We will carefully read Examples 4 and 7, but I don't see a good exam questions for them. Let us replace example 4 by a simpler one. See Talk:Sequences_and_series

### Skim three sections

#### Chapters 8.3 Infinite sequences and series: Integral and comparison tests

• Example 1 of 8.3 (p. 577) is instructive, though the integral is too tricky for an exam 23 February 2017 *  Know how to do the integral test on page 577 (see examples 1, 2, 3). I will give you a different integral, and there will be plenty of partial credit for setting up the integral without solving the integral. This is an essential skill because of the link to the Riemann Sum: $\sum f_{n}\approx \int f(x)dx$ if the function is smooth enough that Δx=1 is a reasonable approximation (i.e., the rectangles in the figure can have unit thickness). (See review of $\int _{1}^{\infty }{\frac {dx}{x^{p}}}$ below)

#### Chapters 8.4 Infinite sequences and series: Other convergence tests

• The alternating series test is intuitively simple: If the points hop back and forth by smaller and smaller amounts, the it converges. p598
• Therem 1 about absolute convergence on page 588 is important, but is not used much by engineers.
• The Ratio test of 589 is useful for knowing when a Power series converges absolutely.

#### Chapters 8.5 Infinite sequences and series: Power series

!!!!! Examples 4 and 5 page 596' 18:20, 20 March 2017 (UTC)

• You need to know what a power series is, see see page 592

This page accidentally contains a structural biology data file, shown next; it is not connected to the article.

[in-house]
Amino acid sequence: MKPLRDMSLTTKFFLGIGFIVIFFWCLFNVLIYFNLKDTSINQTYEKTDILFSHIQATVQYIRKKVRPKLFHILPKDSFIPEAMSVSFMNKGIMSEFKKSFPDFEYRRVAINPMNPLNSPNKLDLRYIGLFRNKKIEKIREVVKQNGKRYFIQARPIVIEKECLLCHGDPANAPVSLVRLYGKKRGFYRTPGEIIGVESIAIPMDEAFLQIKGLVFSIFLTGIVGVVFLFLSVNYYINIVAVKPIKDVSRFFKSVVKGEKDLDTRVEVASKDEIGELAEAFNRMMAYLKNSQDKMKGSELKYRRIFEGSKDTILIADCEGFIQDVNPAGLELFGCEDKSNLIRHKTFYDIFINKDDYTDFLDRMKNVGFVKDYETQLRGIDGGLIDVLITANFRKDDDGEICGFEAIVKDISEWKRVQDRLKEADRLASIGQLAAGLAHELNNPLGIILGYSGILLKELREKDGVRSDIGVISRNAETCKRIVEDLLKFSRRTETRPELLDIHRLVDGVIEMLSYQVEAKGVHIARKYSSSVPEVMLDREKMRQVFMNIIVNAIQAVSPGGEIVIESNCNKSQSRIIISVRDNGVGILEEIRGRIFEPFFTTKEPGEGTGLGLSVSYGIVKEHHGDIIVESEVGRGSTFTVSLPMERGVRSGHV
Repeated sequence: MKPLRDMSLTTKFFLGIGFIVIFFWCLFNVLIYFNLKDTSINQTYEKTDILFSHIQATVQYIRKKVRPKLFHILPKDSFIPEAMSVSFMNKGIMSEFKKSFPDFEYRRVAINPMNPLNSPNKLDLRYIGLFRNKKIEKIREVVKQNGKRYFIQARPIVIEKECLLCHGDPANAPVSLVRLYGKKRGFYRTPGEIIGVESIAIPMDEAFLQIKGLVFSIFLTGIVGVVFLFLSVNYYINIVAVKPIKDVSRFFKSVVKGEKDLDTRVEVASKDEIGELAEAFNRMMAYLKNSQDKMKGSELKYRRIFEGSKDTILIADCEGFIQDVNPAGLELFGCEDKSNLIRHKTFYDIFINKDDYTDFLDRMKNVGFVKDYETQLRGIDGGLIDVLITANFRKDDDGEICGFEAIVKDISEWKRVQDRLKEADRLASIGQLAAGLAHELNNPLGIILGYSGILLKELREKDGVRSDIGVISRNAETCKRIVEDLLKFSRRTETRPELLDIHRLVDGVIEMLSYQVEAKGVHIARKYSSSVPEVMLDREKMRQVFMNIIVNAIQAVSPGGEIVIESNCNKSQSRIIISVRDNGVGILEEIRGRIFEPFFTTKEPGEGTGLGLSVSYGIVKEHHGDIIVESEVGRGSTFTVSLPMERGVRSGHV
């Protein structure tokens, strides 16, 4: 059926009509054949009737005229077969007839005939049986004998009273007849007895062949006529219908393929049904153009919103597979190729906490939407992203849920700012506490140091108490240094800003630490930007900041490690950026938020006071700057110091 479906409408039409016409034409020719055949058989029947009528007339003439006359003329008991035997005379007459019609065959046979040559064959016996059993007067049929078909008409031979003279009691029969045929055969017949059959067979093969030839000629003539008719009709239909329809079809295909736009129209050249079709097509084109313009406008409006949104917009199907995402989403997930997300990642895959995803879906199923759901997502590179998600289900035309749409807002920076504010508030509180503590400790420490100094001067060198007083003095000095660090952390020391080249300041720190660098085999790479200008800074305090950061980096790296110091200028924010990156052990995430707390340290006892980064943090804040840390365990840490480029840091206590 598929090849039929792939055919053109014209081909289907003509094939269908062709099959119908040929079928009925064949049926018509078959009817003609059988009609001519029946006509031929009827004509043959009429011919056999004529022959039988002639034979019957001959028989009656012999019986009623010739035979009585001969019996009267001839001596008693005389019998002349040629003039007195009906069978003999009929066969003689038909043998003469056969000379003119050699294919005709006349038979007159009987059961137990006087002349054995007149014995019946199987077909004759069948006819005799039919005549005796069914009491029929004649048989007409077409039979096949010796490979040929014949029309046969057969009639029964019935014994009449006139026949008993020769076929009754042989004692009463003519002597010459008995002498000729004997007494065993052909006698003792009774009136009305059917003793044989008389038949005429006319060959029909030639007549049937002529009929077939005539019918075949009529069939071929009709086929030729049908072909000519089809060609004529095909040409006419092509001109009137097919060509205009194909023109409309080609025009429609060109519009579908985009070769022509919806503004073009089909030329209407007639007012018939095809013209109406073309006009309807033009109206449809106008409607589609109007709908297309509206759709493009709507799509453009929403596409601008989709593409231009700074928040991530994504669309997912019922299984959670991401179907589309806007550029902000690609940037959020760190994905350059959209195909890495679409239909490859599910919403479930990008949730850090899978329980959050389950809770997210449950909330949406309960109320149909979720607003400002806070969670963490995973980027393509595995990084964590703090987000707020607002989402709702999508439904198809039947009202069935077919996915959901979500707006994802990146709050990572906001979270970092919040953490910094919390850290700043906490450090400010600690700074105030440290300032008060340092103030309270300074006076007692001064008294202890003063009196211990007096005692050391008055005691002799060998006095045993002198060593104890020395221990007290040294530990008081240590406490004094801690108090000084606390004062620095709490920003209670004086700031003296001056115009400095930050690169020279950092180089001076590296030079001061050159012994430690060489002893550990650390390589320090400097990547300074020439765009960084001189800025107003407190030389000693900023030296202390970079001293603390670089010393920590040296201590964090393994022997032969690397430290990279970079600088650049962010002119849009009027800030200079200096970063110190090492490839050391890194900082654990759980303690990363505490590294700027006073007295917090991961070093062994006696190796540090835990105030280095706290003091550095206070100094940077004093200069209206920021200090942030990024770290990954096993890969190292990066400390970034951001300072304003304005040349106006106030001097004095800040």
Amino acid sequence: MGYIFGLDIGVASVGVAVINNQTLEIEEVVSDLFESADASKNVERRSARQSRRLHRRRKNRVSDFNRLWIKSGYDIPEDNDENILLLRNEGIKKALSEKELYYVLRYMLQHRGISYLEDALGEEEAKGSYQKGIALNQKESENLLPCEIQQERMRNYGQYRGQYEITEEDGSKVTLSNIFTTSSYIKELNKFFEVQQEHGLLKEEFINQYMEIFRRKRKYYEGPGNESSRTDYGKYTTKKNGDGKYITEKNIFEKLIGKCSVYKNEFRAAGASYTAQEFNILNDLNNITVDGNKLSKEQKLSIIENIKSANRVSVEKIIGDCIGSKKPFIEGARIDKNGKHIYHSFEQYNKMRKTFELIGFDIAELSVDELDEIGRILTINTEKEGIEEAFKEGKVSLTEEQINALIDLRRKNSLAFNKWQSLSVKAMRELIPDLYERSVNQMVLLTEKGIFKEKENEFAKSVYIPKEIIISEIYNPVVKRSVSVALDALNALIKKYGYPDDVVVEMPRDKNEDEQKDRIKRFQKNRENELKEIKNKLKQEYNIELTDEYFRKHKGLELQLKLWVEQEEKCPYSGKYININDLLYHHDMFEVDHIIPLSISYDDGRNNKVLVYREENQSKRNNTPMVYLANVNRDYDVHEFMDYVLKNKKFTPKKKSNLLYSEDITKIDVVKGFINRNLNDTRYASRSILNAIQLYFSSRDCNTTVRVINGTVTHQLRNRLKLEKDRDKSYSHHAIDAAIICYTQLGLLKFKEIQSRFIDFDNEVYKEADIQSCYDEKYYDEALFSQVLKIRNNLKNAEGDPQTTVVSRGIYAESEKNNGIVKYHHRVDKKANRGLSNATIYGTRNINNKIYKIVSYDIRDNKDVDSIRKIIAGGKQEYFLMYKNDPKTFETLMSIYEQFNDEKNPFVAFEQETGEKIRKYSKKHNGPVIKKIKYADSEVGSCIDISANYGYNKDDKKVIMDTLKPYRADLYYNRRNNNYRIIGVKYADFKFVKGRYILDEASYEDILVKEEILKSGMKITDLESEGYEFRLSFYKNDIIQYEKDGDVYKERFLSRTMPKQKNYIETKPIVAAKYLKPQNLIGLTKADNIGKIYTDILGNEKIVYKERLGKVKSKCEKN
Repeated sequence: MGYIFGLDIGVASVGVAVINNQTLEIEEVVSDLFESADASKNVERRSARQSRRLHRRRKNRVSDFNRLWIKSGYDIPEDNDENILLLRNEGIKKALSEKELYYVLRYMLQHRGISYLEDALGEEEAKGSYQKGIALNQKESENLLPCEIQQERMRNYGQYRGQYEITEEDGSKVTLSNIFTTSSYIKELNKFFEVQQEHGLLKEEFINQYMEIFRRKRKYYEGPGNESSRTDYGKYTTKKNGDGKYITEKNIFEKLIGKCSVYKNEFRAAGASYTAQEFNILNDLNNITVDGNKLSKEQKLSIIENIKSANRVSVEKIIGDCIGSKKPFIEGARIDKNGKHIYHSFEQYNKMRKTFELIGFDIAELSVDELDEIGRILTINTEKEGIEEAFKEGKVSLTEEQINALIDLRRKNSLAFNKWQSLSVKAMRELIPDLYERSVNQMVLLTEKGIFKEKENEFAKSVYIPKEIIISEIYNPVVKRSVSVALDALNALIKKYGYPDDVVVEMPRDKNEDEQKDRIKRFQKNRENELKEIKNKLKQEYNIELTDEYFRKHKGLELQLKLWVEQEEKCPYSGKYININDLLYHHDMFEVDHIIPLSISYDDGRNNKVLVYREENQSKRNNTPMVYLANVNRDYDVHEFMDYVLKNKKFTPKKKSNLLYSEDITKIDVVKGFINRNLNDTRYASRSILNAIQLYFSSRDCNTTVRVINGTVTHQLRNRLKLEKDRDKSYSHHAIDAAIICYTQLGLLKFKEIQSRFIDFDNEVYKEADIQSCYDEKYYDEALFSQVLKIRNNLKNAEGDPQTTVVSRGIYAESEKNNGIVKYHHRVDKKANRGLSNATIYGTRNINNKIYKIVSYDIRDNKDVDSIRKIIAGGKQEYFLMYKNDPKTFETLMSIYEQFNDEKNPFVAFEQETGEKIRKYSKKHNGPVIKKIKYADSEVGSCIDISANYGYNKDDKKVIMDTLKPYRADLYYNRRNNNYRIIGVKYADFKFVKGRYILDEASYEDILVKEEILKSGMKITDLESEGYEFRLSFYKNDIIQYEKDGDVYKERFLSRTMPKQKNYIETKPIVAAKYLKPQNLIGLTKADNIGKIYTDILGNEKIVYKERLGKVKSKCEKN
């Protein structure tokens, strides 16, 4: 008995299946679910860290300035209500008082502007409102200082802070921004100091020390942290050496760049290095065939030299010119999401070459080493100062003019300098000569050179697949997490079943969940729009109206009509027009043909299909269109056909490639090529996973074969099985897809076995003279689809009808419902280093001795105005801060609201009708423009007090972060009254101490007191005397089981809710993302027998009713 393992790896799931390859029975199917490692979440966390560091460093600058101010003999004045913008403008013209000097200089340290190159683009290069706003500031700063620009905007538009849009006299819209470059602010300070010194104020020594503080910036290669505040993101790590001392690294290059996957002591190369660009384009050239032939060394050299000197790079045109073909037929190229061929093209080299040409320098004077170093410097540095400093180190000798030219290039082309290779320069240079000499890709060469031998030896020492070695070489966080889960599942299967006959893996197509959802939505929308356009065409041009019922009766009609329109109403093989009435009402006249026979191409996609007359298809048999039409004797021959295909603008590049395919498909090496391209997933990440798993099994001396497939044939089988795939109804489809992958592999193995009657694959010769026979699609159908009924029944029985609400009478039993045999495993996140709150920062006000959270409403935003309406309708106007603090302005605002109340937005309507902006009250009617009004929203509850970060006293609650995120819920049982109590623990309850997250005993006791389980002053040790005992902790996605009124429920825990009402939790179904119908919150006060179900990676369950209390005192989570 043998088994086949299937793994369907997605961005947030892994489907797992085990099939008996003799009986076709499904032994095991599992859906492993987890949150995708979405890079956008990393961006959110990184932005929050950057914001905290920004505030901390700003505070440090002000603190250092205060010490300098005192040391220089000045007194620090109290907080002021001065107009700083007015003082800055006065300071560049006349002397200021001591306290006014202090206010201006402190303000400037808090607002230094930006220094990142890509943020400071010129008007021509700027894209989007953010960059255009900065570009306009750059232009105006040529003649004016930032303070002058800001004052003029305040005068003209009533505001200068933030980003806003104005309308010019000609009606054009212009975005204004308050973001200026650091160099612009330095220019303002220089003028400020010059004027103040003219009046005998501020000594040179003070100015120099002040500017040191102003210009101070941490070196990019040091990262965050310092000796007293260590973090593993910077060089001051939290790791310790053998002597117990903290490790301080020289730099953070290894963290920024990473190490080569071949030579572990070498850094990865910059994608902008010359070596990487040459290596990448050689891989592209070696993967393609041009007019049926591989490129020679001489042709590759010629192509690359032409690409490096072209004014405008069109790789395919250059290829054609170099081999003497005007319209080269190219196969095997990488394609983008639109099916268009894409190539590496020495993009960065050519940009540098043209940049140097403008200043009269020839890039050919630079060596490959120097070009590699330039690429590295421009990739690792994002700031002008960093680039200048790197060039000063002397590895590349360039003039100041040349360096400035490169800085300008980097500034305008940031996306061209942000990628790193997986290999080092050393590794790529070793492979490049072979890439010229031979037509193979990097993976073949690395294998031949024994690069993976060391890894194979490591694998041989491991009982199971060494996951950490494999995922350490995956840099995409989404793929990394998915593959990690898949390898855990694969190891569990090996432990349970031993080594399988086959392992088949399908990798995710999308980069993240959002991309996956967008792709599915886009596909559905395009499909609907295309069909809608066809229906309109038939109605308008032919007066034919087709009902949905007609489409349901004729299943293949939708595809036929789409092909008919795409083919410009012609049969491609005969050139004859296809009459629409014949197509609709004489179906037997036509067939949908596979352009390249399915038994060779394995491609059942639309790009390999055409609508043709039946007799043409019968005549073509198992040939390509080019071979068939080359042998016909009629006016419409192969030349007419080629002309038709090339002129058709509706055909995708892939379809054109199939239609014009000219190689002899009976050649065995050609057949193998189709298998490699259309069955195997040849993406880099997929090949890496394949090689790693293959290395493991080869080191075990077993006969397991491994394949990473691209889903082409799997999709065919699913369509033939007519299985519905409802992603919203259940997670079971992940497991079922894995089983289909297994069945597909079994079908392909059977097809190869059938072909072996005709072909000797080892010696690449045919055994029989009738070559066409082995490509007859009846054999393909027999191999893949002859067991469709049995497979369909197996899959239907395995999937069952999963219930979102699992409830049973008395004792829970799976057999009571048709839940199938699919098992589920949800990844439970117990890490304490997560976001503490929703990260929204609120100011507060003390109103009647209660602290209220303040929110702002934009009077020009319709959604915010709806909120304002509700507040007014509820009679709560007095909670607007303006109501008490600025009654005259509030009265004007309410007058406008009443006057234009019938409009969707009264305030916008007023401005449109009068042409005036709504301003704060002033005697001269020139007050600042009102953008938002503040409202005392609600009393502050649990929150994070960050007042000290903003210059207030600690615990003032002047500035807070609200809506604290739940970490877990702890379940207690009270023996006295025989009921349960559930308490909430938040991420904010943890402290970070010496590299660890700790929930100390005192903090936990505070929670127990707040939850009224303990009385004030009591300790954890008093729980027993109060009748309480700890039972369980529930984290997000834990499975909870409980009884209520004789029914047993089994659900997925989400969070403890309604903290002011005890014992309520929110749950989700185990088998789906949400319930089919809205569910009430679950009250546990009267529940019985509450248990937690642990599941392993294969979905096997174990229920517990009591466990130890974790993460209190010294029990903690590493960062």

### 8.6 Infinite sequences and series: Representations of functions as power series *  Examples 1,5 pp.601.        20-22 February 2017

• Example 6 was interesting, but I messed up the graph ln(1+x) on the board and misued the log function on Excel. Will not be on test
• We will not do example 7 because it seems so hard to understand: (play double time). Also search for "worry" halfway down this page. The best way to remember this is to use these triangles..

### 8.7 Infinite sequences and series:Taylor and Maclaurin Series Womething like this will be on testCarefully study the Taylor-Maclurin Series at p604. Sample problem: Find the 538-th derivative of 13x2122 You will certainly be asked to carefully derive the Taylor series about x=0 for either sine, cosine, or exp (ex), or perhaps ${\sqrt {1+x}}$ . We will attempt to do (1+x)k, as this was first done by Newton. This is done on Example 8, page 611).